Wellness Care for Dogs and Cats

Pets have different needs at each stage of life, from birth to adolescence to the senior years.

Our veterinarians are here to guide you through each period of development so your pet can live a happy and healthy life. Adapting recommendations to best fit your lifestyle and needs, we are invested in your pets living their best lives. We understand that a dog veterinarian is only as good as his or her ability to successfully prevent, diagnose and treat whatever ailment a dog may be facing. Equally as important is our ability to listen and communicate well with owners to make sure they understand their dog’s health concerns and how to make the best choices for their dog.

Visits to our practice begin with a veterinary technician taking thorough history of your pet. This includes learning about your pet’s diet, exercise, behavior, medications and supplements, and any medical concerns you may have about them. After reviewing your pet’s history, our veterinarian will do a comprehensive exam from nose to tail, checking everything in-between including teeth, eyes, ears, nose, coat, skin, paws, heart, lungs, and more.

At office visits, we also offer recommendations for:

  • diet, healthy weight, and exercise
  • nutritional supplements
  • vaccinations
  • parasite prevention (heartworm, flea, and tick)
  • behavior and training guidance
  • spay/neuter recommendations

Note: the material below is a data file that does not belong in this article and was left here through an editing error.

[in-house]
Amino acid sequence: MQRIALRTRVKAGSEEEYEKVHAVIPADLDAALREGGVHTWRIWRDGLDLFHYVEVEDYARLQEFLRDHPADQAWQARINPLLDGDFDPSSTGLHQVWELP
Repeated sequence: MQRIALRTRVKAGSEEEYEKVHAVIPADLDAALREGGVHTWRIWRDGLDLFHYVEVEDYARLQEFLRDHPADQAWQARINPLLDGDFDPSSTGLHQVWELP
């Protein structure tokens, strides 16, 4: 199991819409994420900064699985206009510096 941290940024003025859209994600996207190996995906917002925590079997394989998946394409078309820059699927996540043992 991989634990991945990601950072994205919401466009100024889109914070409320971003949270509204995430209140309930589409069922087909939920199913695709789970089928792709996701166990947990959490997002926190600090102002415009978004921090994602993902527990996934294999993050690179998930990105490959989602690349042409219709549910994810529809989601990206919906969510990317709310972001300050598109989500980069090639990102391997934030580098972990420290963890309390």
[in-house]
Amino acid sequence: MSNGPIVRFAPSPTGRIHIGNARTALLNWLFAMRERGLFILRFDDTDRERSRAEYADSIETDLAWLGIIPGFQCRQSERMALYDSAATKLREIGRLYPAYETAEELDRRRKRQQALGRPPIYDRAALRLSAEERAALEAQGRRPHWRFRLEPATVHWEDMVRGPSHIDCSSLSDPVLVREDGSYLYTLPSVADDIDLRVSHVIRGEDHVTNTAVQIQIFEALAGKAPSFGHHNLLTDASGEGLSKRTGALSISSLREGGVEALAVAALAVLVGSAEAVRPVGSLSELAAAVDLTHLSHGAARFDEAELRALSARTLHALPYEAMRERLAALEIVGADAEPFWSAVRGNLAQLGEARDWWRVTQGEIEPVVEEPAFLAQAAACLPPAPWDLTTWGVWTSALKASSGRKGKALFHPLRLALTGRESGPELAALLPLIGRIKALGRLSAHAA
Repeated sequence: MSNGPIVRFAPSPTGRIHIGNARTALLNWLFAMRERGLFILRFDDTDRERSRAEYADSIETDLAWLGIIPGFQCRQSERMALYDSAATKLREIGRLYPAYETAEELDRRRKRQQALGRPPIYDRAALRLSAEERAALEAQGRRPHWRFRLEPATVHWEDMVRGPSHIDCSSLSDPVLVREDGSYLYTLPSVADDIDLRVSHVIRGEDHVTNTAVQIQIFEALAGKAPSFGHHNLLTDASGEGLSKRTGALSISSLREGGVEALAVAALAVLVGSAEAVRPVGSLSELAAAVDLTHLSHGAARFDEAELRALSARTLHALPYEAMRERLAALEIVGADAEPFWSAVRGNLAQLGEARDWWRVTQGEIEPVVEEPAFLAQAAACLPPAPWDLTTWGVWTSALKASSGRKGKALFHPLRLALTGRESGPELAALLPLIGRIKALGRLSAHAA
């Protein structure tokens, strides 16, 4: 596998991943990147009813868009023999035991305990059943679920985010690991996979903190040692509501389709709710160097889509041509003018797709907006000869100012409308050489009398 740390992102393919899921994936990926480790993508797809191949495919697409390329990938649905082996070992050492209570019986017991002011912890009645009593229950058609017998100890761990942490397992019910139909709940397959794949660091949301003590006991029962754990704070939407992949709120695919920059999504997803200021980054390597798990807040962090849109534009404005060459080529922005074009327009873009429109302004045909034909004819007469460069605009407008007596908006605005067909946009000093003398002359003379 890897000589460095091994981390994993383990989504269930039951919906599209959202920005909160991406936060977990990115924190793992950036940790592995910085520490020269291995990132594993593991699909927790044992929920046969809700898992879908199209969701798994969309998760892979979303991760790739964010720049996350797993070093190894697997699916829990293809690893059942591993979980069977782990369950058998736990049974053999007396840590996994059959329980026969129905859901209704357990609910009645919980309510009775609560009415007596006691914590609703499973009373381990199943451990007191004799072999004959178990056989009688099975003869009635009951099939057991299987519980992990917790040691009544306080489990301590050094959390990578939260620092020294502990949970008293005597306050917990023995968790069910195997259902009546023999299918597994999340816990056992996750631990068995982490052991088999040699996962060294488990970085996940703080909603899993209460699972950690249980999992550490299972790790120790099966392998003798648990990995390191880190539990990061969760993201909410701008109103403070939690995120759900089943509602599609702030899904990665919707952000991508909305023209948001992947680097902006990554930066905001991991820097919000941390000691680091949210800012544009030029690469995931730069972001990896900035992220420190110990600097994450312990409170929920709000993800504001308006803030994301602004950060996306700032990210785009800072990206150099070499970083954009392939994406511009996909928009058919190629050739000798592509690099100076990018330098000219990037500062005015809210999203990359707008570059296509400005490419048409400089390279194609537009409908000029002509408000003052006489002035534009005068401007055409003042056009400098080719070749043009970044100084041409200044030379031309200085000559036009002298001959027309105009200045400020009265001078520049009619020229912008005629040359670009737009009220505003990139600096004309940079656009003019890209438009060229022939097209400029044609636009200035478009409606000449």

• dental hygiene

Care For Kittens and Cats

Starting out on the right track with your kitten can make a world of difference in their health throughout a lifetime. Our veterinarians can help you provide the best quality of life for your kitties.

Cat Care

Care For Puppies and Dogs

Pets are part of the family and regular visits to a veterinarian can help them grow strong and stay healthy so they remain part of your life for as long as possible.

Dog Care

Cat and Dog Vaccinations

Your pets are constantly exposed to viruses and other infectious agents that can make them sick. Vaccinations can protect them. We recommend vaccinating against:


Rabies is transmitted through bite wounds (or saliva transfer through open skin) from an infected animal. All mammalian (“warm-blooded”) animals are at risk of contracting rabies, and humans can be infected by contact with infected animals. Rabies causes severe neurologic disease and is always fatal, but it is 100% preventable by vaccination. Because of the risk of human exposure, rabies vaccination is legally required in all domestic animals. Fort Collins commonly has cases of rabies in domestic animals, so it is imperative to keep your cats and dogs up to date on this vaccine.


Parvovirus (“Parvo”) is an infection that causes severe gastrointestinal symptoms including bloody vomiting and diarrhea in dogs. Parvo is prevalent in the urban environment and is highly contagious. Young dogs and puppies are especially vulnerable and can die from a parvo infection. We recommend a series of parvo vaccines in puppies and periodic boosters throughout life for adult dogs.


Symptoms of Distemper virus show in two separate stages. In the early stage, dogs and cats present with a combination of respiratory (coughing, pneumonia) and gastrointestinal (vomiting and diarrhea) symptoms. In the later stages, neurological symptoms may develop including dulled mentation, lethargy and seizures; however neurological symptoms are more common in dogs than in cats. Distemper is most common in puppies and kittens but can also infect adults. We recommend a series of distemper vaccines in puppies and kittens with periodic boosters throughout the adult life of dogs and cats.